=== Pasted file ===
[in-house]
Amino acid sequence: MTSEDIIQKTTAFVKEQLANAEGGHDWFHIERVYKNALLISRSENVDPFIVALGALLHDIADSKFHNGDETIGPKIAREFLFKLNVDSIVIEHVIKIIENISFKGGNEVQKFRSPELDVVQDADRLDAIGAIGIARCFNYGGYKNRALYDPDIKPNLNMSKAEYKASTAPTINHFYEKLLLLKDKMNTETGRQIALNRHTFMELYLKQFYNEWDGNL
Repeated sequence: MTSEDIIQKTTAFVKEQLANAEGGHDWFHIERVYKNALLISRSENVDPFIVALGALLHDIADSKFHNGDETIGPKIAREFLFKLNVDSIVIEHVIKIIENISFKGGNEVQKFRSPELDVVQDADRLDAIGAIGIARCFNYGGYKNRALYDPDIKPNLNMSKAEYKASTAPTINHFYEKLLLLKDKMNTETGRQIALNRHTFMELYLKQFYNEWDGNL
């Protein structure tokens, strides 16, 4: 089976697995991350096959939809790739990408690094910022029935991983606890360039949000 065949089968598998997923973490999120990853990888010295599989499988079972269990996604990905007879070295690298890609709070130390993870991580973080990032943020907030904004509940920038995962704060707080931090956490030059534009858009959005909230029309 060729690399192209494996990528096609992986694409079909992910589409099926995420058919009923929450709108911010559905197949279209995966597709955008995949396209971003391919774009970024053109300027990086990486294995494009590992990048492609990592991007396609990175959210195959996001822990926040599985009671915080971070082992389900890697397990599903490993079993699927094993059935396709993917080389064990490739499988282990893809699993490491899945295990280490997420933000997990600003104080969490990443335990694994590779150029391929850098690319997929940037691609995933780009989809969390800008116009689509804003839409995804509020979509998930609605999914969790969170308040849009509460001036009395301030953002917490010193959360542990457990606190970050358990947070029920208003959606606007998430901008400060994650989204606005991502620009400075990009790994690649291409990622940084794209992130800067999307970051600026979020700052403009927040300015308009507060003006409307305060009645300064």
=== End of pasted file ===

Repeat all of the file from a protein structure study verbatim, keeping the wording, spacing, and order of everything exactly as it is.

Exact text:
[in-house]
Amino acid sequence: MTSEDIIQKTTAFVKEQLANAEGGHDWFHIERVYKNALLISRSENVDPFIVALGALLHDIADSKFHNGDETIGPKIAREFLFKLNVDSIVIEHVIKIIENISFKGGNEVQKFRSPELDVVQDADRLDAIGAIGIARCFNYGGYKNRALYDPDIKPNLNMSKAEYKASTAPTINHFYEKLLLLKDKMNTETGRQIALNRHTFMELYLKQFYNEWDGNL
Repeated sequence: MTSEDIIQKTTAFVKEQLANAEGGHDWFHIERVYKNALLISRSENVDPFIVALGALLHDIADSKFHNGDETIGPKIAREFLFKLNVDSIVIEHVIKIIENISFKGGNEVQKFRSPELDVVQDADRLDAIGAIGIARCFNYGGYKNRALYDPDIKPNLNMSKAEYKASTAPTINHFYEKLLLLKDKMNTETGRQIALNRHTFMELYLKQFYNEWDGNL
């Protein structure tokens, strides 16, 4: 089976697995991350096959939809790739990408690094910022029935991983606890360039949000 065949089968598998997923973490999120990853990888010295599989499988079972269990996604990905007879070295690298890609709070130390993870991580973080990032943020907030904004509940920038995962704060707080931090956490030059534009858009959005909230029309 060729690399192209494996990528096609992986694409079909992910589409099926995420058919009923929450709108911010559905197949279209995966597709955008995949396209971003391919774009970024053109300027990086990486294995494009590992990048492609990592991007396609990175959210195959996001822990926040599985009671915080971070082992389900890697397990599903490993079993699927094993059935396709993917080389064990490739499988282990893809699993490491899945295990280490997420933000997990600003104080969490990443335990694994590779150029391929850098690319997929940037691609995933780009989809969390800008116009689509804003839409995804509020979509998930609605999914969790969170308040849009509460001036009395301030953002917490010193959360542990457990606190970050358990947070029920208003959606606007998430901008400060994650989204606005991502620009400075990009790994690649291409990622940084794209992130800067999307970051600026979020700052403009927040300015308009507060003006409307305060009645300064």